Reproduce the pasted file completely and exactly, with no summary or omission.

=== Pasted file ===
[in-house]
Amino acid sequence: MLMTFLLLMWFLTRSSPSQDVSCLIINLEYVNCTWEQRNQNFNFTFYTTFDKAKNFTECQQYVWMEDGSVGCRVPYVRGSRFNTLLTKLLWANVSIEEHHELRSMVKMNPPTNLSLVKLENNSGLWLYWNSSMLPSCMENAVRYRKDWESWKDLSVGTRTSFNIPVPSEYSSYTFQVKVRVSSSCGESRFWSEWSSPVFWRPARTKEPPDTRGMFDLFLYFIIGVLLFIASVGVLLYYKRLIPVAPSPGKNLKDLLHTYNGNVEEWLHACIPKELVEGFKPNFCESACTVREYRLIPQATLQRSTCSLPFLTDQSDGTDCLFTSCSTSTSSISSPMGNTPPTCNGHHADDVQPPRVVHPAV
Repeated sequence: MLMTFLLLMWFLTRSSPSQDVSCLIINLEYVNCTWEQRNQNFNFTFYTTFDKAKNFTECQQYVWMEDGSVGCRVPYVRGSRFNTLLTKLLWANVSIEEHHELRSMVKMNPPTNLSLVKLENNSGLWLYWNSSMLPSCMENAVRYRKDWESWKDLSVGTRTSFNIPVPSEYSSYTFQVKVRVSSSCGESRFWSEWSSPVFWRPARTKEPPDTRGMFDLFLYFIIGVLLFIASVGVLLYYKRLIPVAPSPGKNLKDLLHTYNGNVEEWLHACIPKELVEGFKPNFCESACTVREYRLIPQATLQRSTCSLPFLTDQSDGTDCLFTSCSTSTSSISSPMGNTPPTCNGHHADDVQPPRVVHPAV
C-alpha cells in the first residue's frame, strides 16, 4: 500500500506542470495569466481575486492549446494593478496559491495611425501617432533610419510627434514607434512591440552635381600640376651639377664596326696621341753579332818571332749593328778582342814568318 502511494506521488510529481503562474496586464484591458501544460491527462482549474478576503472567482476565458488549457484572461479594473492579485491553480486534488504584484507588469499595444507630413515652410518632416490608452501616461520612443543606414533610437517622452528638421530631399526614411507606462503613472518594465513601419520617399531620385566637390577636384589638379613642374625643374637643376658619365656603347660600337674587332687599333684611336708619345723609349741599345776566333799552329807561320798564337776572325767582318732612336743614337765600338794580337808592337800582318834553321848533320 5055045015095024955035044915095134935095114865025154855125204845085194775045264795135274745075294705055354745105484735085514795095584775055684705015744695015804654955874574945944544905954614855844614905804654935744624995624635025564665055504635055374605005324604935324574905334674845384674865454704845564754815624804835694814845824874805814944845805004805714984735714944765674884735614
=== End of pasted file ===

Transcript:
[in-house]
Amino acid sequence: MLMTFLLLMWFLTRSSPSQDVSCLIINLEYVNCTWEQRNQNFNFTFYTTFDKAKNFTECQQYVWMEDGSVGCRVPYVRGSRFNTLLTKLLWANVSIEEHHELRSMVKMNPPTNLSLVKLENNSGLWLYWNSSMLPSCMENAVRYRKDWESWKDLSVGTRTSFNIPVPSEYSSYTFQVKVRVSSSCGESRFWSEWSSPVFWRPARTKEPPDTRGMFDLFLYFIIGVLLFIASVGVLLYYKRLIPVAPSPGKNLKDLLHTYNGNVEEWLHACIPKELVEGFKPNFCESACTVREYRLIPQATLQRSTCSLPFLTDQSDGTDCLFTSCSTSTSSISSPMGNTPPTCNGHHADDVQPPRVVHPAV
Repeated sequence: MLMTFLLLMWFLTRSSPSQDVSCLIINLEYVNCTWEQRNQNFNFTFYTTFDKAKNFTECQQYVWMEDGSVGCRVPYVRGSRFNTLLTKLLWANVSIEEHHELRSMVKMNPPTNLSLVKLENNSGLWLYWNSSMLPSCMENAVRYRKDWESWKDLSVGTRTSFNIPVPSEYSSYTFQVKVRVSSSCGESRFWSEWSSPVFWRPARTKEPPDTRGMFDLFLYFIIGVLLFIASVGVLLYYKRLIPVAPSPGKNLKDLLHTYNGNVEEWLHACIPKELVEGFKPNFCESACTVREYRLIPQATLQRSTCSLPFLTDQSDGTDCLFTSCSTSTSSISSPMGNTPPTCNGHHADDVQPPRVVHPAV
C-alpha cells in the first residue's frame, strides 16, 4: 500500500506542470495569466481575486492549446494593478496559491495611425501617432533610419510627434514607434512591440552635381600640376651639377664596326696621341753579332818571332749593328778582342814568318 502511494506521488510529481503562474496586464484591458501544460491527462482549474478576503472567482476565458488549457484572461479594473492579485491553480486534488504584484507588469499595444507630413515652410518632416490608452501616461520612443543606414533610437517622452528638421530631399526614411507606462503613472518594465513601419520617399531620385566637390577636384589638379613642374625643374637643376658619365656603347660600337674587332687599333684611336708619345723609349741599345776566333799552329807561320798564337776572325767582318732612336743614337765600338794580337808592337800582318834553321848533320 5055045015095024955035044915095134935095114865025154855125204845085194775045264795135274745075294705055354745105484735085514795095584775055684705015744695015804654955874574945944544905954614855844614905804654935744624995624635025564665055504635055374605005324604935324574905334674845384674865454704845564754815624804835694814845824874805814944845805004805714984735714944765674884735614